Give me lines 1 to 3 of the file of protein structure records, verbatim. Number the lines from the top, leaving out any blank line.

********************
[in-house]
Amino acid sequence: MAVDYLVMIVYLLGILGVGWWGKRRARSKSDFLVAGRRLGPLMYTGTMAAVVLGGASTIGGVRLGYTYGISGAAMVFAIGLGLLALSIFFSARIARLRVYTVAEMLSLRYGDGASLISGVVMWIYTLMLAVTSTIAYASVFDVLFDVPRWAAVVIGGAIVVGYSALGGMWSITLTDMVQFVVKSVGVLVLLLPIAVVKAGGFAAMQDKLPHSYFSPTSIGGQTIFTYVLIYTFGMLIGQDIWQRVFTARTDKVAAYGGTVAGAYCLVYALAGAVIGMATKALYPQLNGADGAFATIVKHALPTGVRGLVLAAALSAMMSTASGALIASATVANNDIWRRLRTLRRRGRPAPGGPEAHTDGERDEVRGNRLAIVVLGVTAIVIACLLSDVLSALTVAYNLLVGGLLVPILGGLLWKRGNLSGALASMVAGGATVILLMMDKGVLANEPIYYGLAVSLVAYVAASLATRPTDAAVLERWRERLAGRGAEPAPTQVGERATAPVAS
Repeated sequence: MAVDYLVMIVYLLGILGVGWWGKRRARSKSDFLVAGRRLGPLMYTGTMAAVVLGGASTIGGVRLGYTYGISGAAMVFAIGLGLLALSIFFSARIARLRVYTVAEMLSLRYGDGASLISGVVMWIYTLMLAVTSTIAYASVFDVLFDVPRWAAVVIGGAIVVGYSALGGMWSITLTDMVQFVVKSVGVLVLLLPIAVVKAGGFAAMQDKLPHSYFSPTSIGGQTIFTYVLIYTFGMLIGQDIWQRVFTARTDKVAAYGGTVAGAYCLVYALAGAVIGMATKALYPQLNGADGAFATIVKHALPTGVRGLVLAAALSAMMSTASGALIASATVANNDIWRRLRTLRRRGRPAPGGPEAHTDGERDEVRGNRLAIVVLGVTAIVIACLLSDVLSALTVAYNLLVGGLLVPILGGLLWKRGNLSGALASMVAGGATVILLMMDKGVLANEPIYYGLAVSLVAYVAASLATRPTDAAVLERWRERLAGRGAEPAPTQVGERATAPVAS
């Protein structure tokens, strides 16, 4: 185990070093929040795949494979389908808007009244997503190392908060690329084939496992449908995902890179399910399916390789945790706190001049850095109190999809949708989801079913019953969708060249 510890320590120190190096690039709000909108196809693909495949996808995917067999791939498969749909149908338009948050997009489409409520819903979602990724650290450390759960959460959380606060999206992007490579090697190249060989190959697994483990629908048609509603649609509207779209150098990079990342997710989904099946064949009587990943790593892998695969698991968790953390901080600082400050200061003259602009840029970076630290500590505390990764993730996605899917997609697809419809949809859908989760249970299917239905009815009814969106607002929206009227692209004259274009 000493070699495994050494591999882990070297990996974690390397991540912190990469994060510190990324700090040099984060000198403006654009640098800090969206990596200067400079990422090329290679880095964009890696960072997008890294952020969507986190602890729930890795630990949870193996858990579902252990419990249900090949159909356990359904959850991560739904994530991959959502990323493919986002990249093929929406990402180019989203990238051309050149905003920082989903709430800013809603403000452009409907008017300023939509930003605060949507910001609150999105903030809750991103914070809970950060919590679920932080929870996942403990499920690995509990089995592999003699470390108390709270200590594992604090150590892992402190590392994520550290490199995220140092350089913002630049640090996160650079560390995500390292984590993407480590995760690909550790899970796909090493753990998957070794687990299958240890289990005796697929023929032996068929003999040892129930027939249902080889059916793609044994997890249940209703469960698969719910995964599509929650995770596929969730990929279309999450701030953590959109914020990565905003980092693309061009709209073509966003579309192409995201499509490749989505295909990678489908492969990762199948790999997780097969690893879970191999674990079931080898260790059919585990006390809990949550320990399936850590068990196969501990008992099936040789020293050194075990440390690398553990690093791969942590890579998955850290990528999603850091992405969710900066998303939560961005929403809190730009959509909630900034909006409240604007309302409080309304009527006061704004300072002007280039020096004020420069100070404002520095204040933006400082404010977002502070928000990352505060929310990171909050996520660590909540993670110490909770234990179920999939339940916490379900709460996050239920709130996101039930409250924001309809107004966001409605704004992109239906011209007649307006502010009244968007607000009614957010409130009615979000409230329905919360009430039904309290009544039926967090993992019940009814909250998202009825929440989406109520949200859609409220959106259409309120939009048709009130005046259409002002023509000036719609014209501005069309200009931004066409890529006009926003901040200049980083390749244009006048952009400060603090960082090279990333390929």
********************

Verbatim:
[in-house]
Amino acid sequence: MAVDYLVMIVYLLGILGVGWWGKRRARSKSDFLVAGRRLGPLMYTGTMAAVVLGGASTIGGVRLGYTYGISGAAMVFAIGLGLLALSIFFSARIARLRVYTVAEMLSLRYGDGASLISGVVMWIYTLMLAVTSTIAYASVFDVLFDVPRWAAVVIGGAIVVGYSALGGMWSITLTDMVQFVVKSVGVLVLLLPIAVVKAGGFAAMQDKLPHSYFSPTSIGGQTIFTYVLIYTFGMLIGQDIWQRVFTARTDKVAAYGGTVAGAYCLVYALAGAVIGMATKALYPQLNGADGAFATIVKHALPTGVRGLVLAAALSAMMSTASGALIASATVANNDIWRRLRTLRRRGRPAPGGPEAHTDGERDEVRGNRLAIVVLGVTAIVIACLLSDVLSALTVAYNLLVGGLLVPILGGLLWKRGNLSGALASMVAGGATVILLMMDKGVLANEPIYYGLAVSLVAYVAASLATRPTDAAVLERWRERLAGRGAEPAPTQVGERATAPVAS
Repeated sequence: MAVDYLVMIVYLLGILGVGWWGKRRARSKSDFLVAGRRLGPLMYTGTMAAVVLGGASTIGGVRLGYTYGISGAAMVFAIGLGLLALSIFFSARIARLRVYTVAEMLSLRYGDGASLISGVVMWIYTLMLAVTSTIAYASVFDVLFDVPRWAAVVIGGAIVVGYSALGGMWSITLTDMVQFVVKSVGVLVLLLPIAVVKAGGFAAMQDKLPHSYFSPTSIGGQTIFTYVLIYTFGMLIGQDIWQRVFTARTDKVAAYGGTVAGAYCLVYALAGAVIGMATKALYPQLNGADGAFATIVKHALPTGVRGLVLAAALSAMMSTASGALIASATVANNDIWRRLRTLRRRGRPAPGGPEAHTDGERDEVRGNRLAIVVLGVTAIVIACLLSDVLSALTVAYNLLVGGLLVPILGGLLWKRGNLSGALASMVAGGATVILLMMDKGVLANEPIYYGLAVSLVAYVAASLATRPTDAAVLERWRERLAGRGAEPAPTQVGERATAPVAS